Best direct drive wheels for sim racers
If you’re about to embark on a direct drive upgrade for your simulator, here are my top picks for the current best in market products.
Simucube 2 Pro
At number 1, we simply cannot fault the incredible Simucube 2 Pro. It’s found on almost every serious simulator installation from home setups to more professional rigs (the professional systems often use the higher budget Simucube 2 Ultimate, too). What I particularly love about the SC2 is the smoothness and detail of the feedback. Something just works about this wheel unit.
Using the Truedrive software you can configure FFB profiles and save your preferred setup. You can also grab other driver’s shared profiles via their Paddock software. Simucube have a great community and are very strong on customer service, their reps take part in the Facebook sim racing forums so they’re very easy to get assistance from. One of the most important features on any direct drive wheel is the QR hub (quick release). Simucubes come with the SQR hub for both the wheelbase and wheel side. The SQR hub is, in my opinion, one of the best hubs available with no play whatsoever. There’s something very satisfying about the package as a whole, it’s easy to install and get started.
For those who don’t own a Simucube 2 Pro might very likely own a Fanatec DD2. Fanatec is responsible, perhaps, for bringing sim racing to the mainstream with devices that out of the box are very good. The DD2’s force feedback is strong and has lots of clarity. Some owners feel that the FFB isn’t anything like as smooth as the SC2, and can actually be quite notchy and grainy at times.
But the DD2 is extremely setup dependent – feelings like graininess and associations can be dialled out. If you own a DD2, you might agree that the proprietory QR hub can have a bit of play at times. This has always been the weak point of Fanatec devices, the QR isn’t great and you’re in a closed ecosystem, with really only a choice of Fanatec sim steering wheels to complement the device. This, of course, is fine for most sim racers but those with an inclination to explore, make their own wheels or choose say, a Cube Controls unit would likely be better off staying away from the Fanatec ecosystem. Read our DD2 vs Simucube 2 Pro comparison here.
Simucube 2 Sport
A slightly less powerful direct drive unit, the Simucube 2 Sport is plenty for most sim drivers. It has practically the same feel as the SC2 Pro, but just delivers a lower peak torque.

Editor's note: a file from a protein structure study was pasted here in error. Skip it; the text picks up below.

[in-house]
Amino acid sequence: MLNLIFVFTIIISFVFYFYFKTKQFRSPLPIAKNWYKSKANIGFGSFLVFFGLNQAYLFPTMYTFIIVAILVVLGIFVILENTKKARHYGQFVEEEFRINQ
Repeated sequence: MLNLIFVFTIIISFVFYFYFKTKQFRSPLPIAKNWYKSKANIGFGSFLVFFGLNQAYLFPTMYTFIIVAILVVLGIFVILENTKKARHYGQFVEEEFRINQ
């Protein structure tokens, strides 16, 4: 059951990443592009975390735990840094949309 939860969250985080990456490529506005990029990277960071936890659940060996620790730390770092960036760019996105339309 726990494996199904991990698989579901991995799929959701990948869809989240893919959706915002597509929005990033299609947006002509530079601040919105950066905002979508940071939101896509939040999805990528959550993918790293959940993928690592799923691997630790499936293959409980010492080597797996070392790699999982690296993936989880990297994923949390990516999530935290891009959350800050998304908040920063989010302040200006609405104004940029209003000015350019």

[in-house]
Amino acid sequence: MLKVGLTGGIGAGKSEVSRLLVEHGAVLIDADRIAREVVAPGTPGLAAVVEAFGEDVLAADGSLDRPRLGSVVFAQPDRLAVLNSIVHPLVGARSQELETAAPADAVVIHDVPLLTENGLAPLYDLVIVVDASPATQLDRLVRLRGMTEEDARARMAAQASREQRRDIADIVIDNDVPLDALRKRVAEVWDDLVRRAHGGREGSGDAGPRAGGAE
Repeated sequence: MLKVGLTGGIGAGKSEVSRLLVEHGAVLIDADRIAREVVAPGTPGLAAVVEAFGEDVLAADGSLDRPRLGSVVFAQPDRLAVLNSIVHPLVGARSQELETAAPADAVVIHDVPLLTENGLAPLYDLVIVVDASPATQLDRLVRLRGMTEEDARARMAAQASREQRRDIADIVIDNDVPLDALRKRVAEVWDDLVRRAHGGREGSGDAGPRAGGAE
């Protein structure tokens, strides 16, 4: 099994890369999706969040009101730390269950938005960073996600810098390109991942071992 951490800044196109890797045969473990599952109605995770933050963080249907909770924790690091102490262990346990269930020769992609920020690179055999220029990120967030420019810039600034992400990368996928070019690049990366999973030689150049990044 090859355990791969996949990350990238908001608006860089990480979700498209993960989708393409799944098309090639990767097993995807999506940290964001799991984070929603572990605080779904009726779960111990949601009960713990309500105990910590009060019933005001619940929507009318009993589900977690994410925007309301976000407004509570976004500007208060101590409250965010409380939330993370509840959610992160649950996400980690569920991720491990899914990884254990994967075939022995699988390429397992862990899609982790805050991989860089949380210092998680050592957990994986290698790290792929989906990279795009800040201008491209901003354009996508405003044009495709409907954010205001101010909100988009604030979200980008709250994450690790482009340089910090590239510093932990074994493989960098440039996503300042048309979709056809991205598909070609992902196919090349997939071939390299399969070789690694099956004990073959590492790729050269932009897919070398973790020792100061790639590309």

Frankly, I don’t use the full torque of my Simucube 2 Pro anyway and I’ve always thought that the Sport would have made a fantastic alternative. Get access to all the same features including wireless wheel technology, an SQR hub and Truedrive at a lower price. Ideal for sim build on a budget price without compromising on the equipment, and ideal as an upgrade from an older or belt drive wheelbase!
The VRS DirectForce Pro Wheel Base is priced below the Simucube 2 Pro and Fanatec DD2. It features a 20Nm MiGE motor with a 22-bit BISS-C encoder with custom control electronics. The wheel can be supplied with a hub adapter that tightens down on the MiGE motor shaft and screws to the back of the wheel using a 70mm PCD pattern. You can of course choose any MiGE shaft compatible QR hub.
Unlike the DD2 and Simucube, the USB controller is located in a separate box alongside the power supply. This is a typical configuration for MiGE based units similar to the early Simucube 1. If you’re a sim racing technology geek then the VRS is a well-rated option, but depending on the level of support you feel you might need, or the game title you play, it might still be a bit too early to consider for a beginner to intermediate sim owner.
Fanatec CSL DD
The darling of the budget sim racing community, the CSL DD is a neat little package priced around the 400EUR mark. For that money you get a device that is leagues ahead of the current Thrustmaster and Logitech offering, producing up to 8Nm of torque depending on the power pack option you choose. Early reviews have been promising and, if you’re a beginner, this could be a good option.
Remember though that you’re committing yourself to the Fanatec ecosystem which limits your choice of wheel. It also has the same QR hub as their other wheelbases, a good thing if you’re upgrading from a CSL Elite as you can keep your old wheel(s).